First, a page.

There’s not much left to do in the last days before the PSLE, or is there? Can any effort at this point make a significant difference? What do scientists feel are the most effective study methods?
To help you resolve your last-minute revision dilemmas, we’ve turned to the book Make It Stick: The Science Of Successful Learning (available at the NLB) for some evidence-based advice.
Should my child review notes or work on practice questions?
There’s no doubt about this one: you should skip the re-reading, note taking, and highlighting, and focus all remaining study time on quizzing oneself or attempting more practice questions! Why? Well, answering a question requires one to put effort into retrieving information from one’s memory — research has found that the very act of doing this will change the memory and make it easier to retrieve again later.
Does rereading one’s notes or model answers not help at all? According to Make It Stick, research has indicated that compared to reading, testing “can facilitate better transfer of knowledge to new contexts and problems, and… improves one’s ability to retain and retrieve material that is related but not tested.” Given that this is the eleventh hour, it’s better to pick the science-backed option, rather than one that may only give the illusion of knowledge.
Should my child skip MCQs entirely and focus on practising open-ended questions?
Empirical evidence from studies has suggested that working harder to retrieve information results in greater retention of that information. This means that practising open-ended questions or more challenging questions should result in greater brain gains than merely answering MCQs or True/False questions.
That said, you will also need to consider other factors such as your child’s morale and motivation levels. Working on easier questions such as MCQs can still help your child to retain information. If you sense your child may be losing steam at this stage, it’s wiser to keep things light so that your child doesn’t feel burned out and demoralised.
Should my child work on topical exercises or exam papers?
Unless your child is struggling with basic concepts, you should go with exam papers. Working on exam papers would count as “interleaved practice,” involving the mastery of two or more skills at a time. Research has found that being tasked to solve problems in a mixed sequence — as opposed to working on sets of similar problems — results in improved performance over time. Why? The main justification for interleaved practice is that it improves the brain’s ability to distinguish between concepts, because one isn’t relying on a rote response. The other explanation is that interleaved practice continually engages your brain into making connections, and this enhances learning.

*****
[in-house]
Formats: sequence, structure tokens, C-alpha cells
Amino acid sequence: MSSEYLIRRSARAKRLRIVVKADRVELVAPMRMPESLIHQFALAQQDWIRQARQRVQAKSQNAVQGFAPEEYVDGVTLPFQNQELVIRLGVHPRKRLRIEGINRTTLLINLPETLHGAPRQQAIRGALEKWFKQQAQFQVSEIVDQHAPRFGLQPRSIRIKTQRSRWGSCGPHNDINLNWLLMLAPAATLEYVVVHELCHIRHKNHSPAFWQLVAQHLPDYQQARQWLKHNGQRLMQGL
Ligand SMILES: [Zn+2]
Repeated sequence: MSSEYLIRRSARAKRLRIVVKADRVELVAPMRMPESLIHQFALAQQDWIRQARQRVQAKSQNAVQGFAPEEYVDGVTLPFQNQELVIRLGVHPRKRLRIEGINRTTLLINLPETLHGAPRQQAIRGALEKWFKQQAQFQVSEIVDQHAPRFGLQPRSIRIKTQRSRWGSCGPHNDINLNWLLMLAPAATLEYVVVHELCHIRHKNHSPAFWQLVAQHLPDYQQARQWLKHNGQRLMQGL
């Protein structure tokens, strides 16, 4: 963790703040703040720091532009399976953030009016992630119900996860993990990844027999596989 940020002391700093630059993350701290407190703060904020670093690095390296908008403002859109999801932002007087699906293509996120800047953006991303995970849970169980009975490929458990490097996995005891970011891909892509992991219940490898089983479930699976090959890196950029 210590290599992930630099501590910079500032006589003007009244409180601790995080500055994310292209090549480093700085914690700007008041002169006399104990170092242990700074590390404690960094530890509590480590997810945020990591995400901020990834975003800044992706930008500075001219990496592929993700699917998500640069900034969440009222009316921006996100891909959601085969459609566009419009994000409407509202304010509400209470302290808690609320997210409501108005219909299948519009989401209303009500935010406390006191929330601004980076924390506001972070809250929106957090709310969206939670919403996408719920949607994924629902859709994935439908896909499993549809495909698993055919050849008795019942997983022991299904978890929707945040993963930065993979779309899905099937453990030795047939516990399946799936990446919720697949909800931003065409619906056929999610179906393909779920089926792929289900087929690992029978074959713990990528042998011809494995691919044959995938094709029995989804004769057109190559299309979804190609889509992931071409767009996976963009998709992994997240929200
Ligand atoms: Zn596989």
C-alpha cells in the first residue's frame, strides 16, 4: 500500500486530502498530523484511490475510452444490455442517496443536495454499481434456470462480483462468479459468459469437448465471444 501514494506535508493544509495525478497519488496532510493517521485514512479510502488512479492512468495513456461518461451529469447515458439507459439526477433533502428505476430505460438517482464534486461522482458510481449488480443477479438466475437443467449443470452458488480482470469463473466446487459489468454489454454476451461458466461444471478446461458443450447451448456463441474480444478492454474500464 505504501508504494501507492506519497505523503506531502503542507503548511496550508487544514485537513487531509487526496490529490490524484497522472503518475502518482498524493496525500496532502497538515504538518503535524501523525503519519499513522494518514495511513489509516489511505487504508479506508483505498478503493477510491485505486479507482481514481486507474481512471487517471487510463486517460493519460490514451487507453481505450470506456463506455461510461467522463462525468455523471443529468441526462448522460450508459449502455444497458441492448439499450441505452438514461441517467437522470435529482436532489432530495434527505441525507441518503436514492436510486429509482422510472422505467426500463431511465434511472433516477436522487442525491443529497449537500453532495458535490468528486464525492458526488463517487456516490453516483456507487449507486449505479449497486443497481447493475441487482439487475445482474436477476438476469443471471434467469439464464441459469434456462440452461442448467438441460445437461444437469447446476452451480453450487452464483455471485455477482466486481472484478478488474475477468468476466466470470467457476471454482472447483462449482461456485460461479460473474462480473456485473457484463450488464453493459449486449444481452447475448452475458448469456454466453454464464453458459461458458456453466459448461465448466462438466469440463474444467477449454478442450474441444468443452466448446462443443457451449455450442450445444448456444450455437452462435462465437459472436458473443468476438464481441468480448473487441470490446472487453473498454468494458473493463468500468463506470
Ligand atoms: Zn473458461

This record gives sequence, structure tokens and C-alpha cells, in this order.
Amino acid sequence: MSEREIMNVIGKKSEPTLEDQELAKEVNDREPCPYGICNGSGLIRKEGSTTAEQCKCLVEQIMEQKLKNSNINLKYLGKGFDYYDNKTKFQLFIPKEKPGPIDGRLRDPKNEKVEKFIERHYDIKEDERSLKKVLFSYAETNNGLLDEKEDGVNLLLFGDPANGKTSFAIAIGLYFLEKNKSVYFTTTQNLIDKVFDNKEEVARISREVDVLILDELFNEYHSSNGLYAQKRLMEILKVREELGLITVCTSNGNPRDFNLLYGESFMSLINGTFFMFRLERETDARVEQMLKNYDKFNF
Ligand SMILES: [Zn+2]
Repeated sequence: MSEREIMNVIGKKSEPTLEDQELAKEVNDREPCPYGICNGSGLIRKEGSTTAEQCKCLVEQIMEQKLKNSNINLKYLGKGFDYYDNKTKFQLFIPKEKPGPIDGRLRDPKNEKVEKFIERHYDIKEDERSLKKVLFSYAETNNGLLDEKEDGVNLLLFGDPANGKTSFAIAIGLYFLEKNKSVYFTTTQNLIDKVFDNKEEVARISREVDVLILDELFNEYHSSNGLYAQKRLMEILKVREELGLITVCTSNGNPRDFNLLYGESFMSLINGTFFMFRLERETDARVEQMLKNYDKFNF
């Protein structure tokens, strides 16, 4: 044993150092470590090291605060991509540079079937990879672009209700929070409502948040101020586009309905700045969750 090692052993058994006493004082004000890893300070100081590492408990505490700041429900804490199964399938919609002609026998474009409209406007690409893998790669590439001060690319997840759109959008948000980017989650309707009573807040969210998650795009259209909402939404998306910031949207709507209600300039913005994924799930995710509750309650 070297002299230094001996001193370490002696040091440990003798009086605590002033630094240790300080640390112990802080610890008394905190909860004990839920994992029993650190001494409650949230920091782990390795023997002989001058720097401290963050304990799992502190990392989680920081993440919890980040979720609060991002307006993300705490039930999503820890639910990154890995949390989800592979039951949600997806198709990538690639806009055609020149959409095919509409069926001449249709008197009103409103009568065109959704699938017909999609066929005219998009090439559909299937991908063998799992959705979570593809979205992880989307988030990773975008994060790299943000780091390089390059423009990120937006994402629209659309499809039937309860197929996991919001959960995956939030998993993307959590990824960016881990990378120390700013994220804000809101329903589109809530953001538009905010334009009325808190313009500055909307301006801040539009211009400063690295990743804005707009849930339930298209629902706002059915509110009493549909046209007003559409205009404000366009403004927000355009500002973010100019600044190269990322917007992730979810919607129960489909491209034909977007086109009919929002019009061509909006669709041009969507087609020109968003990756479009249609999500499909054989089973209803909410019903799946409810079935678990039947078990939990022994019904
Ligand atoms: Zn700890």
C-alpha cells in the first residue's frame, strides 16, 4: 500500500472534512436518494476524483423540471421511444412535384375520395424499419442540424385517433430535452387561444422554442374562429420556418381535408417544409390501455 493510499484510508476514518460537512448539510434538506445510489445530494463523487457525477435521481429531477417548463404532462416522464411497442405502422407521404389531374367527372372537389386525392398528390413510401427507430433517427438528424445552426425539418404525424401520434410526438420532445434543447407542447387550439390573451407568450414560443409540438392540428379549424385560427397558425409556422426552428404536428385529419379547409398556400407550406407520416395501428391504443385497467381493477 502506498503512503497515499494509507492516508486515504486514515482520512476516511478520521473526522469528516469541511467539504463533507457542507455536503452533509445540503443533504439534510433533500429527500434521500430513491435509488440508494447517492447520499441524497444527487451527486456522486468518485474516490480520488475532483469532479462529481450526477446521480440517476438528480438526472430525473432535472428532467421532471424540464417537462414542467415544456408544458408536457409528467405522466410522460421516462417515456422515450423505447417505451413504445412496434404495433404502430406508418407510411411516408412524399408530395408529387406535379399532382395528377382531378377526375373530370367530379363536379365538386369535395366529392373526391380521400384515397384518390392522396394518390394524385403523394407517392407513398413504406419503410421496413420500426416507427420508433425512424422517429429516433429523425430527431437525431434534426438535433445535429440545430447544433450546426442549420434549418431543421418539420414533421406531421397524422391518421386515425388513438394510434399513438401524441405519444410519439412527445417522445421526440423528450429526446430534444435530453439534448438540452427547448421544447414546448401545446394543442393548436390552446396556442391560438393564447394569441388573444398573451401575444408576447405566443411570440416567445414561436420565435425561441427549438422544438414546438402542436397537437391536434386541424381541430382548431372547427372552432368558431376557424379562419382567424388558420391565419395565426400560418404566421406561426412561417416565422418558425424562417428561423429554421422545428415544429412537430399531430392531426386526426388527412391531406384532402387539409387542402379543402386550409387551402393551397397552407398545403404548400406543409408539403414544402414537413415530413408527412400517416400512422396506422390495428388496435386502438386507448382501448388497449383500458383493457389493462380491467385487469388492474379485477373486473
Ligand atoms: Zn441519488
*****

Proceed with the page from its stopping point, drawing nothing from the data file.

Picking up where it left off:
At home, your child can attempt interleaved practice by working on exam papers or even switching between subjects, e.g. 15 minutes of math practice, followed by 15 minutes of science revision.
Should my child work extra hard during this last week?
You may not like this answer, but it’s a firm “no.” Here’s what Making It Stick has to say:
“Cramming, a form of massed practice, has been likened to binge-and-purge eating. A lot goes in, but most of it comes right back out in short order. The simple act of spacing out study and practice in installments and allowing time to elapse between them makes both the learning and the memory stronger, in effect building habit strength.”
If your child is already working on practice papers in school, you may want to keep home revision sessions short and sweet — one strategy for the final week could be to look at your child’s work from a week or even a month ago, and pick out a few questions each day for your child to reattempt. Giving a child an old problem to solve requires him or her to work harder to retrieve the necessary information, and as mentioned previously, the harder you work, the better it is for future retention.
But above all, your priority in this final week should be on making sure that your child is well-rested — it can boost your child’s grades! In fact, if your child is not getting an average of 10 to 11 hours of sleep each night, do see how you can tweak his or her routine to incorporate more time for rest.
What if there’s crucial information that my child keeps forgetting?
The first and easiest thing you can do is have your child read the information out loud — the dual action of speaking and reading makes the information more memorable for the brain and increases the likelihood of retention.
Another common memory hack for students is the use of mnemonics, such as the name “ROY G. BIV” to represent the colour spectrum, or “My Very Educated Mother Just Served Us Noodles” for the order of the planets.
You don’t want to introduce overly complicated memory techniques at this point, so a final memory hack that your child could try is visualisation, or linking an image to a word or concept — using creativity to make it distinctive. For instance, when trying to remember the meaning of the word “ameliorate,” one could imagine a nurse named Amelia who always makes others feel better.